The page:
New Jersey brain injury patients may find interest in a 2015 study that found that military service members who received brain imaging testing shortly after sustaining a traumatic brain injury were more likely to get better treatment more quickly. Researchers found that MRI scans can help physicians detect microbleeding in the brain, which often leads to such serious conditions as stroke and brain swelling.
Traumatic brain injuries are a significant problem for military members, according to a Walter Reed chief of neuroimaging. Many service members who suffered traumatic brain injuries did not receive MRI scans and other brain imaging tests until months after their accidents. This results in a lower rate of cerebral microhemorrhage detection, which can delay treatment.
Researchers examined 603 military service members who had been diagnosed with traumatic brain injuries. They used an imaging technique that is more sensitive to blood on the brain than the traditional MRI. The average time between the injury and the administration of an MRI was 856 days. Of those who participated, 7 percent were found to have microbleeding on the brain. Brain bleeding occurred in 24 percent of those who had an MRI three months after injury, while it was found in 5.2 percent of patients who were imaged a year after injury. Bleeding becomes significantly harder to diagnose with the passage of time, making it harder to treat.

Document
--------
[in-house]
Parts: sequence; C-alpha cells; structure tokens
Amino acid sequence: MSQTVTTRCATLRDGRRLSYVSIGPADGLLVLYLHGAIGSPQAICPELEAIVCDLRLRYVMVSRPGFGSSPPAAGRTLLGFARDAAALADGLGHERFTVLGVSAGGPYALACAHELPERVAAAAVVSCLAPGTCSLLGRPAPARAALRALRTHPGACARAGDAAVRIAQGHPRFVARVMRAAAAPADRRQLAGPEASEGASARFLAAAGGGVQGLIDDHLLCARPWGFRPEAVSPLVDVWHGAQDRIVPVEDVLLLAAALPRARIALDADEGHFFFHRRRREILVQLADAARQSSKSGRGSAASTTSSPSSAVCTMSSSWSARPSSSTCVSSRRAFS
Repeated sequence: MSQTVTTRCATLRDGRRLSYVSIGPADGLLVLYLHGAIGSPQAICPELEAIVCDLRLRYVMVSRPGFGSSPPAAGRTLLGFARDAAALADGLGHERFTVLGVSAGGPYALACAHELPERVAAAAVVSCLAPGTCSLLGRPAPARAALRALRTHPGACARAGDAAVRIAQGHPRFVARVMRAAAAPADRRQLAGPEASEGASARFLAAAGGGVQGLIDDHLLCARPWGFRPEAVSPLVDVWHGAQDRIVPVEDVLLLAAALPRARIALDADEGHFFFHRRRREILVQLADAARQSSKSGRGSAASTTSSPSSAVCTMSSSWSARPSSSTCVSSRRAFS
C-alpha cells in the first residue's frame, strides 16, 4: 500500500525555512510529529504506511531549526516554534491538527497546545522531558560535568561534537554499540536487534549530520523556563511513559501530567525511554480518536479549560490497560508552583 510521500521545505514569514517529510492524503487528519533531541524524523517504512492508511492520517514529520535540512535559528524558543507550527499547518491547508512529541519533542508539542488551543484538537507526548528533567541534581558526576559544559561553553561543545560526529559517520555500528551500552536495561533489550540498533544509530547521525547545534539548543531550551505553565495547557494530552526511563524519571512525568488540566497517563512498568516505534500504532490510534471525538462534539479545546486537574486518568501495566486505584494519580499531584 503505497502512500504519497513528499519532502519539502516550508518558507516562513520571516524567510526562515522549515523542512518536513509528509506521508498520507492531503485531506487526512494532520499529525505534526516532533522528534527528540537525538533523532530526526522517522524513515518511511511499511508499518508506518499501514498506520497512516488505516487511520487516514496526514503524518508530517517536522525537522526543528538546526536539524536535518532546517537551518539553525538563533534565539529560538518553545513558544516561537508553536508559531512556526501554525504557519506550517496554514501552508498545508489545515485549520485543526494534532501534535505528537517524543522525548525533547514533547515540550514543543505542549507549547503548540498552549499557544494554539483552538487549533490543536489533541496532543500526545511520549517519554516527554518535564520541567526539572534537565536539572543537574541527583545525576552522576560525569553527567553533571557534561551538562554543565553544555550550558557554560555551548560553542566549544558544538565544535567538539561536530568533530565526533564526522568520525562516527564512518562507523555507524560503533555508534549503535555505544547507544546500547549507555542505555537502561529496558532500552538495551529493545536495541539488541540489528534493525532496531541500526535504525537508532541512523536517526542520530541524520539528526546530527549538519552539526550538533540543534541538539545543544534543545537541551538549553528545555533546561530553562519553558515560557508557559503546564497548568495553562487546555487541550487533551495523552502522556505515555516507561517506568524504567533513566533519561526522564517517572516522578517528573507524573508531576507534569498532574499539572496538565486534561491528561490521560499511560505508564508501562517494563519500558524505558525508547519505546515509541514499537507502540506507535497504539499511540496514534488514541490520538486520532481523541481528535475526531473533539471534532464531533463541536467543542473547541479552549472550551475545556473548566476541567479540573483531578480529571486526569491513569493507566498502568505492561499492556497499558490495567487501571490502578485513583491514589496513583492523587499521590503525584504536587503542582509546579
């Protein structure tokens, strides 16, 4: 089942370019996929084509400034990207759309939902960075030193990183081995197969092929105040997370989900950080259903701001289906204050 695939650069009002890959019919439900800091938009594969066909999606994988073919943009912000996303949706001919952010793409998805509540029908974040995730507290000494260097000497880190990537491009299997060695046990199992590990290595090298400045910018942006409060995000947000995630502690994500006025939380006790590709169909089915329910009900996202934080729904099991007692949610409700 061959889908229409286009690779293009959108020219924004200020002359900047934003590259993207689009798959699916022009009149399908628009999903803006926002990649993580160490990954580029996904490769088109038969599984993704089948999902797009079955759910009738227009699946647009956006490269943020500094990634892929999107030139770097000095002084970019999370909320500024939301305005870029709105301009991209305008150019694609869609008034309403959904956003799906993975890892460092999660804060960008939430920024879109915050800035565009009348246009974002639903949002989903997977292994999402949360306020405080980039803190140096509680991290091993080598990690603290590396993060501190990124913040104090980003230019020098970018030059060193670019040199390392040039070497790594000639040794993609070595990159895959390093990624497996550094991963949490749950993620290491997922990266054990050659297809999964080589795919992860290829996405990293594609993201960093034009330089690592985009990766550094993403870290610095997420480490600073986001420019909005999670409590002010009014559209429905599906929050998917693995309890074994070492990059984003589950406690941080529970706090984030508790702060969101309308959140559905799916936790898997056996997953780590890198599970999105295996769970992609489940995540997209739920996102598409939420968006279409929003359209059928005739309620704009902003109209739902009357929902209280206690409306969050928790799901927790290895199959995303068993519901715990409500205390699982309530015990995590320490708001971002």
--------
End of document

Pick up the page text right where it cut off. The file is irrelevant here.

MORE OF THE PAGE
Those who sustain a brain trauma may want to seek medical help immediately. Brain injuries are harder to detect over time, so it is important to receive brain imaging early for optimal detection. If the injury was caused by the negligence of another person, the victim may also want to speak with a personal injury attorney to determine how best to seek compensation for the damages that have been incurred.